• Chapter 6 Bosnian Neighbourhoods Revisited: Tolerance, Commitment and Komšiluk in Sarajevo
      (pp. 97-112)
      Cornelia Sorabji

      Since the 1992–95 war in Bosnia the concept ofkomšiluk(neighbourliness, neighbourhood) has attracted much analytical attention.¹ While there is general agreement that the concept is important there is far less aboutwhyit is so.² The prevailing trend in political science and sociology has been to treatkomšilukas a social mechanism or structure regulating or ordering relations between different ethno-national groups, primarily Bosnia’s Serbs, Croats and Bosniacs. From this shared starting point, however, there is scholarly divergence over whether, in pre-war Bosnia,komšilukwas an aspect of a benignly tolerant pluralism which was to become a ‘Tradition...

  7. Part III: Power and Relative Centrality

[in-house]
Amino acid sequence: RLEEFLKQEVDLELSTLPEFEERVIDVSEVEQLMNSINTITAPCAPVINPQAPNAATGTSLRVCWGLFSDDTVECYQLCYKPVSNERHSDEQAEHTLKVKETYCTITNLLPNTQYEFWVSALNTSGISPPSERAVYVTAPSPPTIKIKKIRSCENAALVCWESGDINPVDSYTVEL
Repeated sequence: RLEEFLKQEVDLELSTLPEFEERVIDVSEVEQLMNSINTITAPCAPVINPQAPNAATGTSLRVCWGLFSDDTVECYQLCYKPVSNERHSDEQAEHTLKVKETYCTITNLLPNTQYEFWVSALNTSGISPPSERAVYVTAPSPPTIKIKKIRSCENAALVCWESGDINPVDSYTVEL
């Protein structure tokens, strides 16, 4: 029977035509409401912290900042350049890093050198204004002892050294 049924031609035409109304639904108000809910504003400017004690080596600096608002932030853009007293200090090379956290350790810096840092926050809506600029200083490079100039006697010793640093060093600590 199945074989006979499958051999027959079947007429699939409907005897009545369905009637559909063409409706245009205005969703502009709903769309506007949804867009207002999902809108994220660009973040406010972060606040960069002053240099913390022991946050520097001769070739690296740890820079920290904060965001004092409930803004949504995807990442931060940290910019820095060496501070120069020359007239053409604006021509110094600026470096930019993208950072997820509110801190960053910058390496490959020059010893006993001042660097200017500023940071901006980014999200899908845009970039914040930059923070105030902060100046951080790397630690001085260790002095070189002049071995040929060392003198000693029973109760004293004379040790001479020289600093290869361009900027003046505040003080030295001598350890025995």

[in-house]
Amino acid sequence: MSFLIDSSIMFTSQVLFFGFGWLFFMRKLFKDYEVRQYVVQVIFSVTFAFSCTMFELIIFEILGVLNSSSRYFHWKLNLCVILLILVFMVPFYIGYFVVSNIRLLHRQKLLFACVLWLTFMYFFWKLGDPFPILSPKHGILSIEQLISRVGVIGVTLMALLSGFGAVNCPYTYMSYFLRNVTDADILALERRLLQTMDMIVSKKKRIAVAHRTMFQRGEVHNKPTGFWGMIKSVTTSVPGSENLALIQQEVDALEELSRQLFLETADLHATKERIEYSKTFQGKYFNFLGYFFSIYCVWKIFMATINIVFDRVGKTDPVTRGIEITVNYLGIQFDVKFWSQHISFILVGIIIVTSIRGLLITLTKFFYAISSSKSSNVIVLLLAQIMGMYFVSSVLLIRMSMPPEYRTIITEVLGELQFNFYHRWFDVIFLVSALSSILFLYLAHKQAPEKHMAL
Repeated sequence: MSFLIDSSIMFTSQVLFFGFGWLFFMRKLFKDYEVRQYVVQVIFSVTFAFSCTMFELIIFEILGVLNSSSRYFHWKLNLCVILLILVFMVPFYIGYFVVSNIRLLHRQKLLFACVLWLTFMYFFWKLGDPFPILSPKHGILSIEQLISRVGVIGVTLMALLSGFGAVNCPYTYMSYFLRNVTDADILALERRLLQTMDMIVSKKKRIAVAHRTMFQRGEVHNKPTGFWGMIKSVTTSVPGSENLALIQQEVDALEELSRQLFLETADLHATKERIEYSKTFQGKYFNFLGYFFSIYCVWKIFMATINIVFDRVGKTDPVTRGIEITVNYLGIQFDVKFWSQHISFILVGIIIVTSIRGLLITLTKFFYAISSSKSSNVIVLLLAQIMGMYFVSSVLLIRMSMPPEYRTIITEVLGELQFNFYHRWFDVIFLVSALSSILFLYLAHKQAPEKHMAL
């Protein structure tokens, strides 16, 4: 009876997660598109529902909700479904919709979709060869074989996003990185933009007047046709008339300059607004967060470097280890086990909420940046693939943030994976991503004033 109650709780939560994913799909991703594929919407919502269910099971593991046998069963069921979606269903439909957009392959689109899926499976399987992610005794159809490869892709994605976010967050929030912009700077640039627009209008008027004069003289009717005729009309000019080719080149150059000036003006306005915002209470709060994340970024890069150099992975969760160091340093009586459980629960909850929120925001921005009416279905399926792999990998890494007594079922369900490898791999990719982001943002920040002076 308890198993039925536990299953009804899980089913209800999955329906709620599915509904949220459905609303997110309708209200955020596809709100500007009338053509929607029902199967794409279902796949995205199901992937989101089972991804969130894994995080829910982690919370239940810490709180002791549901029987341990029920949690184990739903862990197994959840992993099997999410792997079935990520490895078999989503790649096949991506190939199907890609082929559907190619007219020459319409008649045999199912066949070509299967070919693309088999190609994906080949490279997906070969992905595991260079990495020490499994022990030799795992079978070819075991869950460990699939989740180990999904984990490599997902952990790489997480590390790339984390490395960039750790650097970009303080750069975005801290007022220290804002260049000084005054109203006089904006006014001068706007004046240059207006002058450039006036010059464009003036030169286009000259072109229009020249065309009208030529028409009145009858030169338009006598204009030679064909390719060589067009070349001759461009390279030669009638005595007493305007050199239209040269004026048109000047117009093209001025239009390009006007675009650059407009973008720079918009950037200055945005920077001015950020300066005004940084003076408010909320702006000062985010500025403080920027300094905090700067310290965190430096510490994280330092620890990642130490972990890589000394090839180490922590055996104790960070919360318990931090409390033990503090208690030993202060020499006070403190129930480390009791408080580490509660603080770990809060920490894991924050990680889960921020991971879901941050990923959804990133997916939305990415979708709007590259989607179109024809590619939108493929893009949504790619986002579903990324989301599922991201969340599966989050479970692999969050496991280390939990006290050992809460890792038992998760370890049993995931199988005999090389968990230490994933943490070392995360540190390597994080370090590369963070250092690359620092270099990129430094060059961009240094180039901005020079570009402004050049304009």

• Chapter 7 Revival of Buddhist Royal Family Commemorative Ritual in Laos
      (pp. 115-134)
      Grant Evans

      King Sisavang Vong of Laos died on the ‘29th day of October 1959 at 5 minutes past 10 p.m. at the age of 74 years 3 months and 15 days, after being on the throne for 55 years, 3 months and 14 days,’ as reported by an astrologically sensitive commemorative volume published at the time of his funeral in April 1961. At his death he was the longest reigning monarch in Asia, perhaps the world, and this in itself was evidence of his great merit. His reign has subsequently been matched only by Emperor Hirohito of Japan, and the current...

    • Chapter 8 Centres and Margins: The Organisation of Extravagance as Self-government in China
      (pp. 135-150)